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Chemistry Review 2

The first chemistry review brought back so many 10 year old memories that I decided to do it again, this time reliving the second semester of freshman chemistry.

The WKU spring semester started about a week and a half late because the Icestorm of 1994 (I believe it was an Alberta Clipper) had shut down the interstates in Kentucky and Tennessee. With an enrollment of approximately 17,000 at the time, most WKU students commuted; barely 3,000 students lived on campus, and many of those went home on the weekends, and thus WKU is called a "suitcase college." The ice storm hit the weekend before classes were to start, and as a result, classes were cancelled until local roads were safely passable. Regardless, many students still couldn't get to Bowling Green when classes did start.

It was so cold after the storm that the road salt couldn't melt the 4-6 inches of ice and the foot of snow coating it. Before the storm, the temperature was above freezing, then came the powerful cold front and the mercury plummetted overnight. The rain became freezing rain, which gave way to sleet. The sleet fell for several hours before turning to snow. After the front passed, the snow stopped, but the temperature was below 0 F for days, dipping below -20 F at night.

I remember three things from this month:

  • Misty's car totalled in a 4:30am car wreck. The other car ran a red light, hit her rear passenger wheel, and spun us around for what seemed liked forever. I think we spun around 1.5 times. This was a day or two before the icestorm.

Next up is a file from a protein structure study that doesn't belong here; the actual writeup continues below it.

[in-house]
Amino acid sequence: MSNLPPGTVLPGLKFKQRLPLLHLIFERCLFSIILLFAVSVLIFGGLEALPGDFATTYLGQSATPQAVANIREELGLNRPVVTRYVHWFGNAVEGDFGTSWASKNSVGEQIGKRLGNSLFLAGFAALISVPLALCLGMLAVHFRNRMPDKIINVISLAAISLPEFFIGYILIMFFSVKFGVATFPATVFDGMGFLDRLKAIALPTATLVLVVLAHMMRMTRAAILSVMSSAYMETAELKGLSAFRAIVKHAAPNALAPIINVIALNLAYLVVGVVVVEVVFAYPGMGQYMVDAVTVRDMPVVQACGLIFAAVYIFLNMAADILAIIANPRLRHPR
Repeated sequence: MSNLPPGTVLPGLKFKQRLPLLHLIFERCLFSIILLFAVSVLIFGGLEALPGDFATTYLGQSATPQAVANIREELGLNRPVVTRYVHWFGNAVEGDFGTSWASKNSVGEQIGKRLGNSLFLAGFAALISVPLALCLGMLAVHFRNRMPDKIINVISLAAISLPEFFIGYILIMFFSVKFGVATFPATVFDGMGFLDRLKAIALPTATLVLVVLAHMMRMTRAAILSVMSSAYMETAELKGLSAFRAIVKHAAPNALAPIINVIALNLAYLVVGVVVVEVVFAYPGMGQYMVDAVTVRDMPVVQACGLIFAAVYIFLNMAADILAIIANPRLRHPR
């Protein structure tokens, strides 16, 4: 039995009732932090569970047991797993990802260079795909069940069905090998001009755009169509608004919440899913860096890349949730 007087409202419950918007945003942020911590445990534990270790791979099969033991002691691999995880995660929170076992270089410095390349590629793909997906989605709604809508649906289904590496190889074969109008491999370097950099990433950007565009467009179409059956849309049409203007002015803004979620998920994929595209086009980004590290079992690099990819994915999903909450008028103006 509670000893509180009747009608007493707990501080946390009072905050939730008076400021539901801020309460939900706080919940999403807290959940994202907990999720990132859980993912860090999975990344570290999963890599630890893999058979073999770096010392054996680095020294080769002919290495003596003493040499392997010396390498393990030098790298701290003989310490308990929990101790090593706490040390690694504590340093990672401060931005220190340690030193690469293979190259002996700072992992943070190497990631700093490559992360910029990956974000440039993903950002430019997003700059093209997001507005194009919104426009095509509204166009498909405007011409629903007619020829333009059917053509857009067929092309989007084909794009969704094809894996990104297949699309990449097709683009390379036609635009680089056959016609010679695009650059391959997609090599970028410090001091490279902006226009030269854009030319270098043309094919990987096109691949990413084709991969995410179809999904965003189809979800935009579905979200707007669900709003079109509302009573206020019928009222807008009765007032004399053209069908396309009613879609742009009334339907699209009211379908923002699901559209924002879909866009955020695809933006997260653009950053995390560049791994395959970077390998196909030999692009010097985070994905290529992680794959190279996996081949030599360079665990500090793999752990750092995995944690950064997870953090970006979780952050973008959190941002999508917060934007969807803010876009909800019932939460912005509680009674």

• While wooing Tiffany after the storm, bringing a pint of milk to her dorm room from the cafeteria.
  • People slipping and falling on the ice all over campus... and taking several falls, myself.
  • The cold prickliness of snot freezing in my nostrils.

On with the chemistry review! I've skipped the second half of thermodynamics and moved on to kinetics:


  • Reaction Rate affected by: temperature, reactant concentration, nature of the reactants, and catalysts
  • reactantA + reactantB = product(s)
  • rate = k[a]^x [b]^y . . . k is the rate proportionality constant
  • order of the overall reaction is sum of all exponents; for a single species, use the exponent
  • k = (rate) / [a]^x [b]^y
  • Zero Order Reactions over time: [a]0 - [a]t = kt (duh)
  • First Order Reactions over time: ln ([a]0 / [a]t) = kt
  • Second Order Reactions over time: (1 / [a]t) - (1 / [a]0) = kt
  • First Order Half Life is independent of concentration: t(1/2) = (ln 2) / k
  • Second Order Half is dependent on initial concentration: t(1/2) = 1 / (k * InitialReactantConcentration)
    Activation Energies
  • Activiation Energy = Ea
  • Collision Theory: rate of reaction is dependent on reactants colliding with proper orientation and sufficient kinetic energy to have an effective collision
  • Transition State Theory: study of what happens when reactants collide; think activation energy diagrams, and you have the general idea
  • Transition State is the peak of the activation energy diagram when the activated complex is formed